Nowhere in this book does Shlaim say a word about the Jewish people’s three-thousand-year-old connection to the Land of Israel--that this land was the Jewish people’s cradle; that they subsequently ruled it, on and off, for over a thousand years; and that for the next two millennia, after going into exile, they aspired and longed for repatriation. Nor does he mention that the Arabs, who had no connection to Palestine, in the seventh century conquered the land “unjustly” from the Byzantine Empire and “illegally” settled in it, forcibly converting it into an “Arab” land. If conquest does not grant rightful claim, then surely this should be true universally?
Nowhere does Shlaim tell us of the persecution, oppression, and occasional mass murder of Jews by Muslim Arabs over the centuries, starting with Muhammad’s destruction of the Jewish communities in Hijaz and ending with the pogroms in Aden and Morocco in 1947–1948. And nowhere does Shlaim point out that the Palestinian Arabs had an indirect hand in causing the death of European Jewry during the Holocaust, by driving the British, through anti-British and anti-Zionist violence, to shut the gates of Palestine, which was the only possible safe haven, after the United States and the Anglo-Saxon world had shut their gates to escaping European Jews. And, more directly, Palestinian (and other Arab) leaders contributed to the Holocaust by politically supporting Hitler and, in the case of Haj Amin al Husseini, actually working in Berlin for the Third Reich, peddling Nazi propaganda to the Arab world and raising troops for the Wehrmacht.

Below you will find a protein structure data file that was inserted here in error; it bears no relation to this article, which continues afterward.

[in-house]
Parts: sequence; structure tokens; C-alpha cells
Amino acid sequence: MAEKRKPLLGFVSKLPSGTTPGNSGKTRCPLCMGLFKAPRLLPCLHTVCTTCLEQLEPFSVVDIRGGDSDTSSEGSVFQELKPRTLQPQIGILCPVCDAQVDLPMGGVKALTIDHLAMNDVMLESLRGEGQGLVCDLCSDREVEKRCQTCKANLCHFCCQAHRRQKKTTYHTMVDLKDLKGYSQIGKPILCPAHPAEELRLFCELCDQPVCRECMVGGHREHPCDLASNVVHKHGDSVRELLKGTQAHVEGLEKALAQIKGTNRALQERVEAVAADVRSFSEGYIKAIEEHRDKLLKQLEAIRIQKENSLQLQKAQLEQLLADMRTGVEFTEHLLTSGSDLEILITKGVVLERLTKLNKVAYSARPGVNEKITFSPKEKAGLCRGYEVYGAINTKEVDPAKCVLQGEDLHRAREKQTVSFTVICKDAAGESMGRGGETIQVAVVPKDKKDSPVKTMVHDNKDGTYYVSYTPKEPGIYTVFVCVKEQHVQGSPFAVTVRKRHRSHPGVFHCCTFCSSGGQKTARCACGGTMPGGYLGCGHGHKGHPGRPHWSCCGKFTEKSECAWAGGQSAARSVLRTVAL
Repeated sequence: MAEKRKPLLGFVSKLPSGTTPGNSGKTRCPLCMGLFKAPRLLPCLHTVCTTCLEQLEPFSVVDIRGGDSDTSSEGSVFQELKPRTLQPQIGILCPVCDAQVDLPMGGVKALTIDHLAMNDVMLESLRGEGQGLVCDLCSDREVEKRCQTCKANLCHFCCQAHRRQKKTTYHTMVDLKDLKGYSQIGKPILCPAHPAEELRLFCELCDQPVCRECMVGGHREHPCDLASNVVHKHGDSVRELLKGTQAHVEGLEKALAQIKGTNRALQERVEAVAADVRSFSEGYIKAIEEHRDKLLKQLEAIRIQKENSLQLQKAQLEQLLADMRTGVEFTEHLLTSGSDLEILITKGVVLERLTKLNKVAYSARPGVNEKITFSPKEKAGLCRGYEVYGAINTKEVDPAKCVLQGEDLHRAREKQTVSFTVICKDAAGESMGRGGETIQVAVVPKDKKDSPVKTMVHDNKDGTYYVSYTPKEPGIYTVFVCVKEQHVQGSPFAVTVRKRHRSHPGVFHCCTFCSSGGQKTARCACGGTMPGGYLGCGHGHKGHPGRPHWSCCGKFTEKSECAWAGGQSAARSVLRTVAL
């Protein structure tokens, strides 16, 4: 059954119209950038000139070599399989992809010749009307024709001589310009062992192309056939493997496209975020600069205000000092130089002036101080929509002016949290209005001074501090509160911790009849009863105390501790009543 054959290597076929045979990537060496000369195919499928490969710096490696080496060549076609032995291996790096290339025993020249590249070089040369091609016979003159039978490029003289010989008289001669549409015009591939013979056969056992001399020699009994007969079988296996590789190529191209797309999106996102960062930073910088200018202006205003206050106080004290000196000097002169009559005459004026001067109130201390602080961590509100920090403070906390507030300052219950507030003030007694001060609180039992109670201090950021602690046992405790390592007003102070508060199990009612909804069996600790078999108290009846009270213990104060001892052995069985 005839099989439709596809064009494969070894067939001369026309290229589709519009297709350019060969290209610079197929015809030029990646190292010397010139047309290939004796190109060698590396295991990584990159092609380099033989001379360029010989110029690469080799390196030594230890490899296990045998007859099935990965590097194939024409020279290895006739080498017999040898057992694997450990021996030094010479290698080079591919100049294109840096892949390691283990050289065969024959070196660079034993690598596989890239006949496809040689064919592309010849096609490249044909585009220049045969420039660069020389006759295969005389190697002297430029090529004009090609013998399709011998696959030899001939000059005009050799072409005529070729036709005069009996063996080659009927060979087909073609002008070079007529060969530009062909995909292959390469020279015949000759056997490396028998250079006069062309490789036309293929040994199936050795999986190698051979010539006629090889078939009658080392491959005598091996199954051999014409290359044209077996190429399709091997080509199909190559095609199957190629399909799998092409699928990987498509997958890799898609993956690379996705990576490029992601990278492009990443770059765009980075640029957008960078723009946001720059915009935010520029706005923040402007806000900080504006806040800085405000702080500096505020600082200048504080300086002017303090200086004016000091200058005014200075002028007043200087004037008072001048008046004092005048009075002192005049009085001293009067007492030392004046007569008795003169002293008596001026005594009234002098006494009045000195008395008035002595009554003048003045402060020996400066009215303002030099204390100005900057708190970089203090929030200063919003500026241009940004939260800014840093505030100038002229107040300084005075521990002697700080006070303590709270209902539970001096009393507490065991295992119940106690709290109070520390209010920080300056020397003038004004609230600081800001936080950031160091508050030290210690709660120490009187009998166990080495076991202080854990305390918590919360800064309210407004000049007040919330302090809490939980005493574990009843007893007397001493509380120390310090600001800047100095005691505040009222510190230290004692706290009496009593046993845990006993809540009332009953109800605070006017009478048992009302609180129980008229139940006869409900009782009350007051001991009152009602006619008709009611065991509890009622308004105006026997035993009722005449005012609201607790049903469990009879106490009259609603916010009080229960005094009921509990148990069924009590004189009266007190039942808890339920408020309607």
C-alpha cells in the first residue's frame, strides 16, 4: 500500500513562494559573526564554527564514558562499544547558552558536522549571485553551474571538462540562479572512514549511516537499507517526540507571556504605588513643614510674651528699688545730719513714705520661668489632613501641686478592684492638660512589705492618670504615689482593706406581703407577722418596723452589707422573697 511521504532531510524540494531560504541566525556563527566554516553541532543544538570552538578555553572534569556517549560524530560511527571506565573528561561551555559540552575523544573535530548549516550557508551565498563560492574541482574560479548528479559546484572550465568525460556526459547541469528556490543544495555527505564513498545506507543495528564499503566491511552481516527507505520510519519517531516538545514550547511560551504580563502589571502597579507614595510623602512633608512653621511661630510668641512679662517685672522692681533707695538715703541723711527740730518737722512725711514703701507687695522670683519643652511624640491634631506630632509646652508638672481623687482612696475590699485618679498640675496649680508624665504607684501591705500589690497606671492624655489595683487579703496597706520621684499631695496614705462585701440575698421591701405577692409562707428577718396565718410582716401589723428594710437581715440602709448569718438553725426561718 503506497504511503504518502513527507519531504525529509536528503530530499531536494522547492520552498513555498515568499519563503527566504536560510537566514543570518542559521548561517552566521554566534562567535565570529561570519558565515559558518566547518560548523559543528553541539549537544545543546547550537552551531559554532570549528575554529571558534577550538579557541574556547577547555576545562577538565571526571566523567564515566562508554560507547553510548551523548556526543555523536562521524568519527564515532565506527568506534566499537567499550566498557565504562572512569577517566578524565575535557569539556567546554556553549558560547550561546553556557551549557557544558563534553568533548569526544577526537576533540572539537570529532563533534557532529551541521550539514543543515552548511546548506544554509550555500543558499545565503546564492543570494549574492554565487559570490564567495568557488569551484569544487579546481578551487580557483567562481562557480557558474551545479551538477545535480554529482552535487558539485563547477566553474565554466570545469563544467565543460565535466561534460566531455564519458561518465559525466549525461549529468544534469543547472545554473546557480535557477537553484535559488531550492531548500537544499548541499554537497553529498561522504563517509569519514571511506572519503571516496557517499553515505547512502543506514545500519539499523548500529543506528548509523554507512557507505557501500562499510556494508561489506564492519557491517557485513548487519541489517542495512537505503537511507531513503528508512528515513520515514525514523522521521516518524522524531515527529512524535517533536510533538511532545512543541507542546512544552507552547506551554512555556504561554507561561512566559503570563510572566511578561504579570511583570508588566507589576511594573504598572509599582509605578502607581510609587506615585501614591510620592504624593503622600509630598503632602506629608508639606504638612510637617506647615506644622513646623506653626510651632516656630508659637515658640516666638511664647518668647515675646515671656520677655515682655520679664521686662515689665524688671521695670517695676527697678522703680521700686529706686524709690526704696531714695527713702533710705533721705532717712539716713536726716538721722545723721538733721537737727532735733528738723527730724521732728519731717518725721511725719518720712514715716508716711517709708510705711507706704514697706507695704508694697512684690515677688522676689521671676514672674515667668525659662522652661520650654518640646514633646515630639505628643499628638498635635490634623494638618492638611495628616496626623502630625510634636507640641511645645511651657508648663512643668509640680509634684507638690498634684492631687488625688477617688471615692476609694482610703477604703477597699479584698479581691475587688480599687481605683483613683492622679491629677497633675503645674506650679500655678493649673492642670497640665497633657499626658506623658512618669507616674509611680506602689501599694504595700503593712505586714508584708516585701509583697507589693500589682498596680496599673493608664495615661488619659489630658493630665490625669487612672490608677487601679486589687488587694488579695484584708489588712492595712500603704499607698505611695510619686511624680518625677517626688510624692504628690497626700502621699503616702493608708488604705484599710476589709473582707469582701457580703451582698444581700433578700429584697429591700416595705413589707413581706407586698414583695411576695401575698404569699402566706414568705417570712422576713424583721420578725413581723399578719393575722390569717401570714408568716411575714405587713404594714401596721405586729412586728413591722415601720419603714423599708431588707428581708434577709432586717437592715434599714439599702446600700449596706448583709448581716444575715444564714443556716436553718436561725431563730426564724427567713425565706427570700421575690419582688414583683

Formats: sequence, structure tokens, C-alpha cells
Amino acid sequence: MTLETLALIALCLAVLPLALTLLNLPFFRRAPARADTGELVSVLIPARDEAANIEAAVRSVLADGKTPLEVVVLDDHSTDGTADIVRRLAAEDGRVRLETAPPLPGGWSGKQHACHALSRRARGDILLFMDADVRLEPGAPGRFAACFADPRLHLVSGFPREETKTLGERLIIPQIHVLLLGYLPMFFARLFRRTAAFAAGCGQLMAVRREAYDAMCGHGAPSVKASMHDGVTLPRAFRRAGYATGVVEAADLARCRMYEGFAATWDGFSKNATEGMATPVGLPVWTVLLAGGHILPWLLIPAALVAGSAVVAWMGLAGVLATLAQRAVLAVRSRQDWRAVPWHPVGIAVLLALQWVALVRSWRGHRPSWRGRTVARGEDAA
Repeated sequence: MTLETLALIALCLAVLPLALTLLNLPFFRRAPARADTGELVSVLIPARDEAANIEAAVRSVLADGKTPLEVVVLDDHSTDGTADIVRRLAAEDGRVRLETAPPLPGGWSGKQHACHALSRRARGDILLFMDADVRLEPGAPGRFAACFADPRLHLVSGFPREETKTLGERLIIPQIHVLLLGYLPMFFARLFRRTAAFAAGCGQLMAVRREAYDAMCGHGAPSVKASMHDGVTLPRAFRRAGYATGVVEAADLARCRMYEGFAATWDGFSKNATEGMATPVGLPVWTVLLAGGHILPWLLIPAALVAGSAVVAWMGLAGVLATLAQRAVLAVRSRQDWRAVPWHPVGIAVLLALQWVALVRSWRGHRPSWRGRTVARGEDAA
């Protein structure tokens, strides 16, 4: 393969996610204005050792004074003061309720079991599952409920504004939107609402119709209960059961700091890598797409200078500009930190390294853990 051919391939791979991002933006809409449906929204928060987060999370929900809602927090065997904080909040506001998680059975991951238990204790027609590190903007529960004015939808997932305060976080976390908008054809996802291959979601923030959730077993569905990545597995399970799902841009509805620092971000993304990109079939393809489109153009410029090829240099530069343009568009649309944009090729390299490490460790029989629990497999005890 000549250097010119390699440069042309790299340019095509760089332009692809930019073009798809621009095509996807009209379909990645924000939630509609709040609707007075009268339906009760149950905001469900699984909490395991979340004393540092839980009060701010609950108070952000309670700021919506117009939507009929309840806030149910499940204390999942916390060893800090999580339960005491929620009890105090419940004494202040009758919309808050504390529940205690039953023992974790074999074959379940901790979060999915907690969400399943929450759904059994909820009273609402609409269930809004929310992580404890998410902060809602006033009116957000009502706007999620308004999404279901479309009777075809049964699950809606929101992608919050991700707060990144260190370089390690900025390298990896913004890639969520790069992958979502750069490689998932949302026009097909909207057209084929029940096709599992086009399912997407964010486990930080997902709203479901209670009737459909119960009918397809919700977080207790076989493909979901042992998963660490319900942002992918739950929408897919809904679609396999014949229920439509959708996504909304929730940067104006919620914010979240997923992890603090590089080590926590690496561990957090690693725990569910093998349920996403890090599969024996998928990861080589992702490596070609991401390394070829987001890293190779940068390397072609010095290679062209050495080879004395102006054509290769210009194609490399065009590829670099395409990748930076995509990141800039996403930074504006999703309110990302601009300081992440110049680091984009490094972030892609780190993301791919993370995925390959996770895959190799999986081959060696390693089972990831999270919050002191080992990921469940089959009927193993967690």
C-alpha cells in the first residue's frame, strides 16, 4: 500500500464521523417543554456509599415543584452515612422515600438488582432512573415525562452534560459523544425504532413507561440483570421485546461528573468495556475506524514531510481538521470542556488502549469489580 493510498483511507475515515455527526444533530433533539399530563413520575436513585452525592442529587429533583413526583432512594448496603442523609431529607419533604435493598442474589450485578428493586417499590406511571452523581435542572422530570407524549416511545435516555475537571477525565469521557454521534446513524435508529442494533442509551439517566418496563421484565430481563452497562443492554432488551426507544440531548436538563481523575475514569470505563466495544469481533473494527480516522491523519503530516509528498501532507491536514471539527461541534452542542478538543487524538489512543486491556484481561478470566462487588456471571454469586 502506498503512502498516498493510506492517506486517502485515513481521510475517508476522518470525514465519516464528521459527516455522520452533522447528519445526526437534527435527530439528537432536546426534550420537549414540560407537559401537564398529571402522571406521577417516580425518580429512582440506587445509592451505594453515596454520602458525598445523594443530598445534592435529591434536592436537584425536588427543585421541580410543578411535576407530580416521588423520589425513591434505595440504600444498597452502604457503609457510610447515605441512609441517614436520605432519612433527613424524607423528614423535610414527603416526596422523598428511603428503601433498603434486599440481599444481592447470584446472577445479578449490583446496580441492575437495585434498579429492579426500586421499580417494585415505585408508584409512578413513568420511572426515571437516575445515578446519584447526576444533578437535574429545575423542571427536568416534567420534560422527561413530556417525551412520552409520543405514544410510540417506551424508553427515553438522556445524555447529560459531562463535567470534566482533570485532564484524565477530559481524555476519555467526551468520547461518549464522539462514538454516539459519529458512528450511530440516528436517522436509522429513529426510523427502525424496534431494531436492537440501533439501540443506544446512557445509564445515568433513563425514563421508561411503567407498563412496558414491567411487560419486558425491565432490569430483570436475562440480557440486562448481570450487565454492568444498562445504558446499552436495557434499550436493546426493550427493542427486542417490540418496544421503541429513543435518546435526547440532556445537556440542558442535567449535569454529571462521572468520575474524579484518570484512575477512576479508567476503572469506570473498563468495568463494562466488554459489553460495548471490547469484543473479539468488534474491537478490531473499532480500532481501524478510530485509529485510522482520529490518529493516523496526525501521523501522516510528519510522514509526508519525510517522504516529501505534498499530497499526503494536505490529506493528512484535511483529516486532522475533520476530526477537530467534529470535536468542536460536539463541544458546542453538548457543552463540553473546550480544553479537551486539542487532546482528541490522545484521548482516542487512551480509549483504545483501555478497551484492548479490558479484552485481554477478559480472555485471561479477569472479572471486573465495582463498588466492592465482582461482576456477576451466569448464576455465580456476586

...One-sidedness and plain unfairness permeate almost every subject touched and every argument propounded in Israel and Palestine, perverting and distorting history.